At dusk on our first day, I stepped about ten meters from our small camp to brush my teeth. Suddenly, I felt a scrutinizing gaze. I turned my head toward a cluster of bushes to my left and was astonished to see a giant black bear sitting and watching me. Black bears can weigh between 100 kg for small females and up to 400 kg for large males. This one was undoubtedly close to the upper end of the scale.

Initially, I was in shock. I retreated a few meters, called out to my friends, and began shouting at the bear, "Go away!" Although black bears are generally not aggressive, they are curious and can be hungry, and the guidelines for such encounters suggest scaring them away with shouts, as approaching them could lead to a dangerous and even deadly encounter.

The bear began to move away reluctantly. It circled the camp, sometimes turning toward us as if intending to approach, but quickly retreating at the sound of our shouts. It continued to move away reluctantly, resembling a dog being chased off with its tail between its legs. We did not feel aggressive energy from it, only the frustration of a creature that wanted to come closer, perhaps to eat, or out of curiosity or interest in the tooth-brushing ritual.

Our hearts pounded with intense excitement. We had chosen this exact spot to stay the next day for meditative presence and forest observations!

How would we manage to relax and let go, knowing the strongest, biggest and most dangerous animal in the forest was nearby? How would we sleep here with only a thin fabric separating us from the space where bears roam?

We stood facing the darkness, in the depths of the green aquarium that had turned dark, about half an hour after the bear encounter. Suddenly, a light ignited to the right. Our immediate senses, unaccustomed to such intense biological lights, were surprised - who is turning on yellowish LED lights in the middle of the night? Who is illuminating the forest under the cover of darkness?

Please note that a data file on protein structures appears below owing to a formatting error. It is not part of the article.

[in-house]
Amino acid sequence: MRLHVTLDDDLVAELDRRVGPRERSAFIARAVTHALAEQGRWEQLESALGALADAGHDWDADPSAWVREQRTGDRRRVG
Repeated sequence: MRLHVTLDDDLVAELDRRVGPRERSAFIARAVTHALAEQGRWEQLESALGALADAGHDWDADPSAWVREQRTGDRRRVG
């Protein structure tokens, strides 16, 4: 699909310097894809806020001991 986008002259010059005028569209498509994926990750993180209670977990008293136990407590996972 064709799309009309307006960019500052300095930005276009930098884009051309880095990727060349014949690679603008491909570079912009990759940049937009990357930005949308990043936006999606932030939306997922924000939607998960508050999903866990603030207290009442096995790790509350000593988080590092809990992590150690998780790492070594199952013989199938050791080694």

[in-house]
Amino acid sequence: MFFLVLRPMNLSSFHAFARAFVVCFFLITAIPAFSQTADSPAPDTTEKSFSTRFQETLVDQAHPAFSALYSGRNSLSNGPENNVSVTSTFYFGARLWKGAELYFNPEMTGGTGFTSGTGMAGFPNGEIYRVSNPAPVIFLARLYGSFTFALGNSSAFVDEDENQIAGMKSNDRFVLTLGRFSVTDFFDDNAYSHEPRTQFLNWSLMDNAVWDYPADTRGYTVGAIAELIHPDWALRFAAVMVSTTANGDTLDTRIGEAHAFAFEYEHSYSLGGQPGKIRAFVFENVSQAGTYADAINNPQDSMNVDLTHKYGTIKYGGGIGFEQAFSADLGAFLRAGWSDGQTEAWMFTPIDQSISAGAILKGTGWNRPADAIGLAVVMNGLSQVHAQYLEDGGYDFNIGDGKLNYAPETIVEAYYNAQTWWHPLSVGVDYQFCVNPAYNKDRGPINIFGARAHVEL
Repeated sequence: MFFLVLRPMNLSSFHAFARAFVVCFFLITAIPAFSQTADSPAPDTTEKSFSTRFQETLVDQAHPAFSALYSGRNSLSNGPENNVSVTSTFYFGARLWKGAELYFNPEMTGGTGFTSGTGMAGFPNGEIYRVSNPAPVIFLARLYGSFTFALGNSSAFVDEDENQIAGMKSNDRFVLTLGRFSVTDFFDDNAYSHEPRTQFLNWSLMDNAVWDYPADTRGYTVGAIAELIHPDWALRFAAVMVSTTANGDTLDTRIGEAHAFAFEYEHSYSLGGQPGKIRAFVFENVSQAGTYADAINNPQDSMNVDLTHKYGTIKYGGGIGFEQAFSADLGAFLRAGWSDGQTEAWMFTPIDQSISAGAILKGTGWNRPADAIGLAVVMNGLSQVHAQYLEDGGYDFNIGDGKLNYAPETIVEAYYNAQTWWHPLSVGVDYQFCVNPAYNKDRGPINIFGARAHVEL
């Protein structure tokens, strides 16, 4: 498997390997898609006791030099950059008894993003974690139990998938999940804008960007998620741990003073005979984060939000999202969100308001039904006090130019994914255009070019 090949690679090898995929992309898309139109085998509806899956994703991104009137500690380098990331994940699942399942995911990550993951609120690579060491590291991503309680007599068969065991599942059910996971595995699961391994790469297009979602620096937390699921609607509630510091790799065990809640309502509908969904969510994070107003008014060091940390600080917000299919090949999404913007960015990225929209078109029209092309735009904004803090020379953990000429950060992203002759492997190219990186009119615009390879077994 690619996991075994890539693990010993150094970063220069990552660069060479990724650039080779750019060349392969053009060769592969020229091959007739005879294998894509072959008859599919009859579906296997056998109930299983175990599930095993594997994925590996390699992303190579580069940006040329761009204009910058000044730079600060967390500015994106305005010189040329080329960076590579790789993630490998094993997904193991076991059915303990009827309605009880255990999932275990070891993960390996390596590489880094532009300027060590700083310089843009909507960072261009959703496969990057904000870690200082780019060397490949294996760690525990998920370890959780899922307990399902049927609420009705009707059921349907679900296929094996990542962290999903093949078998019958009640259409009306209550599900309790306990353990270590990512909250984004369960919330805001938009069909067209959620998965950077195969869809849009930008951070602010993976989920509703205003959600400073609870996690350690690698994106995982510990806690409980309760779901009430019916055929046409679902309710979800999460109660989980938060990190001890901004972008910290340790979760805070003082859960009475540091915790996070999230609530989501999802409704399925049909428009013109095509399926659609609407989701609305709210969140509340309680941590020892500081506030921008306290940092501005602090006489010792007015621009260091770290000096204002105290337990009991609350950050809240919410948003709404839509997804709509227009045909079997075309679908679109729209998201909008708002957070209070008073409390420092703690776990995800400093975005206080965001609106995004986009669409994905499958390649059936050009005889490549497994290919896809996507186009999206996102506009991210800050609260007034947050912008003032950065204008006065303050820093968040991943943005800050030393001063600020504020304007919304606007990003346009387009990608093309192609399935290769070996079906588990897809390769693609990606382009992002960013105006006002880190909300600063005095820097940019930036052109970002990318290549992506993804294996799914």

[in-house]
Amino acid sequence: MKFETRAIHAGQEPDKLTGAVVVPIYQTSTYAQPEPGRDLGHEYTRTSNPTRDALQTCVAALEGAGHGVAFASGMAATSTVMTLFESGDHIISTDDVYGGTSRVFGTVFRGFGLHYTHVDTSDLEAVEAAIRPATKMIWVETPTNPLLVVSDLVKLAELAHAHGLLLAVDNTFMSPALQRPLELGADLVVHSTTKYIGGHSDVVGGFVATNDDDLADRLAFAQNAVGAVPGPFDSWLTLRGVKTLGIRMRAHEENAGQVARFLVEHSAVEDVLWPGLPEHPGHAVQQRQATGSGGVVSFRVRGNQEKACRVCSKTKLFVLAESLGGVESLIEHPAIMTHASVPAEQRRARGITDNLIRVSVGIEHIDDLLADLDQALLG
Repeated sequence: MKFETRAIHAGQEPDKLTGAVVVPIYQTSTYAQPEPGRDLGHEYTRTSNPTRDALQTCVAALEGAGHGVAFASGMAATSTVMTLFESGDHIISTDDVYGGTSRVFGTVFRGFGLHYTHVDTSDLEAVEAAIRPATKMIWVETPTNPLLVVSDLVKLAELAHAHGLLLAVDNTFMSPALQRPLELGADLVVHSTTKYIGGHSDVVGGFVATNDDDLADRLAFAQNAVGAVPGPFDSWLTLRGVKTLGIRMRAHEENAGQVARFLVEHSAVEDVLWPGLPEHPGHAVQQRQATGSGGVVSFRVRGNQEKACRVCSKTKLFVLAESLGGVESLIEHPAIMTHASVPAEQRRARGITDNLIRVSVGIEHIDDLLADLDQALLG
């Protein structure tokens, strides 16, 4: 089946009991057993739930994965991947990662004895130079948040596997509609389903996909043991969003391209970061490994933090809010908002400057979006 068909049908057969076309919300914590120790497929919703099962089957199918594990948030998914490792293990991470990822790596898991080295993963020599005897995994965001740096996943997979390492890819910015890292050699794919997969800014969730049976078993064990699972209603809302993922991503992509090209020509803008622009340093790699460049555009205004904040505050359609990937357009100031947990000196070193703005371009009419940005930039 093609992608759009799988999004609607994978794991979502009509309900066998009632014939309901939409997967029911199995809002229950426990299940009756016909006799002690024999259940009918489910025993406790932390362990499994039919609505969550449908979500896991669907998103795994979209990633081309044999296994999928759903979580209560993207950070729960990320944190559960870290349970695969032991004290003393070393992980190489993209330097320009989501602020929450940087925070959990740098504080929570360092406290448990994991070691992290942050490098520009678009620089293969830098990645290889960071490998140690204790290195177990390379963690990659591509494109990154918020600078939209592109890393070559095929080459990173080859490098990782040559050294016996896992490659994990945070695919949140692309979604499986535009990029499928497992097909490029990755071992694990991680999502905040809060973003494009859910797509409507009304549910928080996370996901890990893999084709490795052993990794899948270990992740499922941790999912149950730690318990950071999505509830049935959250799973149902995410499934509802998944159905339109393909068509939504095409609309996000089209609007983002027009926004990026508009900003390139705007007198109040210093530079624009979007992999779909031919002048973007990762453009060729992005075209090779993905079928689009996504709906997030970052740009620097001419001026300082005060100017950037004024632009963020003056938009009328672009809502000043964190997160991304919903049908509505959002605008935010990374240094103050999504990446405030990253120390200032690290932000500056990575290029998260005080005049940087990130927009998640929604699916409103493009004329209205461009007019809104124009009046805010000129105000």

Another light flickered from the left, moving. In the depths of the forest, more lights appeared. The flying light points were small but strong. They lit up and went out. Sometimes they flashed at a rate of a second or less, sometimes the light source moved, and occasionally it lasted even half a minute continuously! The lights were relatively intense, and when they were close to vegetation, trunks, or the ground, a halo of light surrounded them. The forest was alive and breathing. Another light flared and faded, and here was a flicker right before our eyes, about a meter above the ground, a meter from us. Then - darkness. Was the show over?

The synchronous fireflies (Photinus carolinus) in the Smoky Mountains are a rare and wondrous natural phenomenon. For about ten days only, between mid-May and mid-June, countless fireflies flash in breathtaking synchronization. This phenomenon has been observed in less than one percent of the known firefly species worldwide. The Smoky Mountains are a unique site in North America to witness this phenomenon, with only a few other places in America and Southeast Asia reporting similar sightings.